August 28, 2017 | Lani Jordan
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Insuring your Reputation

Crisis communication planning is a policy you can’t afford to skip

Insuring your Reputation

You probably wouldn’t think of going without insurance on your house or your vehicle. When raising a family, life insurance is a must for many parents. Policies covering loss of physical assets, liability and more are standard for most businesses.

Most of us buy insurance with the goal of never needing it. We want the peace of mind of knowing we could repair our home, replace our vehicle, provide for our family, or make sure the business we worked so hard to build can recover.

But what about your reputation? While facilities and vehicles can be replaced, rebuilding a reputation following a poorly handled and communicated crisis may be impossible. The credibility as a trusted supplier, employer and community neighbor you’ve established can literally be gone in an instant and, potentially, your business with it.

Those who work in the feed and grain businesses are well aware of the inherent risks within their industries, risks that sometimes have devastating and high-profile consequences. We saw this most recently in late May when an explosion destroyed a Wisconsin corn processing plant and ultimately left five employees dead and several others injured. The advent of the 24/7 news cycle, social media and citizen journalists capable of shooting and posting smartphone photos and video means an incident or issue can quickly put the local, national and even international spotlight on a business and its leaders.

In such times of crisis, businesses are ultimately judged not on only how they respond physically, but on how they manage communication to the news media, their employees, neighbors, customers, regulators, elected officials and many others. Falling short when it comes to communication — especially to those who work for you or do business with you — can have serious repercussions on your ability to recover from a crisis.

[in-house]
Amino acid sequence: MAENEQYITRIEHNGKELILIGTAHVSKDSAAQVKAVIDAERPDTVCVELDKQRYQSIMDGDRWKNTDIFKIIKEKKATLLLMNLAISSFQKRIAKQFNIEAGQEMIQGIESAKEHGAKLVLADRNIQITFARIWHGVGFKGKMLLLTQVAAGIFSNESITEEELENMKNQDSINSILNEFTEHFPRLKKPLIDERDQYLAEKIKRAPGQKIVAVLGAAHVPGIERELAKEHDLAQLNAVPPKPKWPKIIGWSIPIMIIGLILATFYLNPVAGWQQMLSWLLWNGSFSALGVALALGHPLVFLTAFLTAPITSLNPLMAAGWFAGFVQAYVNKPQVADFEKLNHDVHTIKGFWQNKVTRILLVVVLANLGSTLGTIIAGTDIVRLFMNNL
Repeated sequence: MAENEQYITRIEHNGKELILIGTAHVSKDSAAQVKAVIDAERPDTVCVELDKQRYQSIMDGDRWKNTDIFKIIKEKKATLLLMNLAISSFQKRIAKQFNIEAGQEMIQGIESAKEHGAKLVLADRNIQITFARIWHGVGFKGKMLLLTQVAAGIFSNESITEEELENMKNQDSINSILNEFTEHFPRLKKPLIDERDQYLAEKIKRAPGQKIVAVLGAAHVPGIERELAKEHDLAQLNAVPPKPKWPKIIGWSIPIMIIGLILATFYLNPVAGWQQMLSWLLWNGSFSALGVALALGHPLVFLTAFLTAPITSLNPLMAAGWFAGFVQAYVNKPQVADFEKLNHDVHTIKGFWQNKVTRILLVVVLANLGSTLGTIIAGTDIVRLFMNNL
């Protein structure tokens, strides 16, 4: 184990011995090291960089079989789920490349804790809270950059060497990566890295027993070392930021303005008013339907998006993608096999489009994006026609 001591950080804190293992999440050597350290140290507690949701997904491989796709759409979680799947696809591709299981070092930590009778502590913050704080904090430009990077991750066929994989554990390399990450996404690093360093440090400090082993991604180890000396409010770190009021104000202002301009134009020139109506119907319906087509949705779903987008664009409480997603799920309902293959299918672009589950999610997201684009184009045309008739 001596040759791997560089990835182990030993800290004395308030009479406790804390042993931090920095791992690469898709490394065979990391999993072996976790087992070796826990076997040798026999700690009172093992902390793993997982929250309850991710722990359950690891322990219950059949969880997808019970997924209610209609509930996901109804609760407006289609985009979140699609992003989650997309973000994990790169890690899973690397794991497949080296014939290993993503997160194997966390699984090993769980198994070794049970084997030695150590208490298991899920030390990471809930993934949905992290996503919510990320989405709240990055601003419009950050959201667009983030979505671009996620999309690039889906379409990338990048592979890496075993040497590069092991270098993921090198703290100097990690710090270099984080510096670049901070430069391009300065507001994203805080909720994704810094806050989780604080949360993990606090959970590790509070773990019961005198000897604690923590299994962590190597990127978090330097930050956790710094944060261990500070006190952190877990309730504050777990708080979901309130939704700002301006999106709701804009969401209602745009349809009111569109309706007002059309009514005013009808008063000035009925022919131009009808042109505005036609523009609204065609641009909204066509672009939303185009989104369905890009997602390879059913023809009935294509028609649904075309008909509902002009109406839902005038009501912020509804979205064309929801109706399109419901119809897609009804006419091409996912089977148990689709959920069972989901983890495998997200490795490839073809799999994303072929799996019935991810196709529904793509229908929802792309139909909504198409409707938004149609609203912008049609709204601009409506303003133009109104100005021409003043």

The moment of crisis is NOT the time to start figuring out what you’d say, how you’d say it and who will say it. You need an insurance policy in the form of a thorough and thoughtful crisis communication plan that creates a solid foundation for timely, focused response. You plan, train and drill your team to respond to fires, grain engulfment and more. Shouldn’t you do the same when it comes to communication?

Don’t let crisis communication planning languish on your long “we’ll get to that” list. Make it a priority for your leadership team. Bring in outside expertise to assist, if needed. Share the plan with your staff. Then, as you should do with any insurance policy, pull it out and review it annually, making sure the details of your “coverage” remain relevant.

The time put into crisis communication planning and preparation — while not a guarantee of a perfect outcome — increases the odds you can protect your reputation and, most important, rebuild your business. A crisis communication plan is one insurance policy you can’t afford to be without.


Lani JordanLani Jordan is principal of Lani Jordan Strategic Communication, specializing in strategic communication planning, executive communication, crisis communication and issues management that help businesses and organizations succeed. Previously, for more than three decades, she led corporate communication for CHS Inc. Reach her at lani@lanijordan.com or (651) 470-8217.

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